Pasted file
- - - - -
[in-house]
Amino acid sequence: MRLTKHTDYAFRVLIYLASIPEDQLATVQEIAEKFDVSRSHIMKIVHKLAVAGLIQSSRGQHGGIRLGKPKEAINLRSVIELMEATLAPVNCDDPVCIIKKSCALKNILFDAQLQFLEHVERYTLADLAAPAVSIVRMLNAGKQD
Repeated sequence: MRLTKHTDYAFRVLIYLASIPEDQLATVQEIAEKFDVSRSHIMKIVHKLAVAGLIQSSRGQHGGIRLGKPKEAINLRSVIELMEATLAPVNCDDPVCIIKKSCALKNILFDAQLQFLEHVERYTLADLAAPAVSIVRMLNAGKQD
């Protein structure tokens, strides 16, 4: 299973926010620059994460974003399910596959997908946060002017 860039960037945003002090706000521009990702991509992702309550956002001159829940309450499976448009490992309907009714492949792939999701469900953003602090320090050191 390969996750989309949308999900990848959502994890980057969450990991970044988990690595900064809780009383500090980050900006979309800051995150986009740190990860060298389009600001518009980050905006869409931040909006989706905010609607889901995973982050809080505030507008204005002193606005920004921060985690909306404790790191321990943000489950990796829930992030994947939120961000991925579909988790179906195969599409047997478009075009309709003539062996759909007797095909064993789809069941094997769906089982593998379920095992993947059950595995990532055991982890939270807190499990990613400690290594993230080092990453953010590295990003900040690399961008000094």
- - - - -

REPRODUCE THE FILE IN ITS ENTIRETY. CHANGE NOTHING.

[in-house]
Amino acid sequence: MRLTKHTDYAFRVLIYLASIPEDQLATVQEIAEKFDVSRSHIMKIVHKLAVAGLIQSSRGQHGGIRLGKPKEAINLRSVIELMEATLAPVNCDDPVCIIKKSCALKNILFDAQLQFLEHVERYTLADLAAPAVSIVRMLNAGKQD
Repeated sequence: MRLTKHTDYAFRVLIYLASIPEDQLATVQEIAEKFDVSRSHIMKIVHKLAVAGLIQSSRGQHGGIRLGKPKEAINLRSVIELMEATLAPVNCDDPVCIIKKSCALKNILFDAQLQFLEHVERYTLADLAAPAVSIVRMLNAGKQD
């Protein structure tokens, strides 16, 4: 299973926010620059994460974003399910596959997908946060002017 860039960037945003002090706000521009990702991509992702309550956002001159829940309450499976448009490992309907009714492949792939999701469900953003602090320090050191 390969996750989309949308999900990848959502994890980057969450990991970044988990690595900064809780009383500090980050900006979309800051995150986009740190990860060298389009600001518009980050905006869409931040909006989706905010609607889901995973982050809080505030507008204005002193606005920004921060985690909306404790790191321990943000489950990796829930992030994947939120961000991925579909988790179906195969599409047997478009075009309709003539062996759909007797095909064993789809069941094997769906089982593998379920095992993947059950595995990532055991982890939270807190499990990613400690290594993230080092990453953010590295990003900040690399961008000094």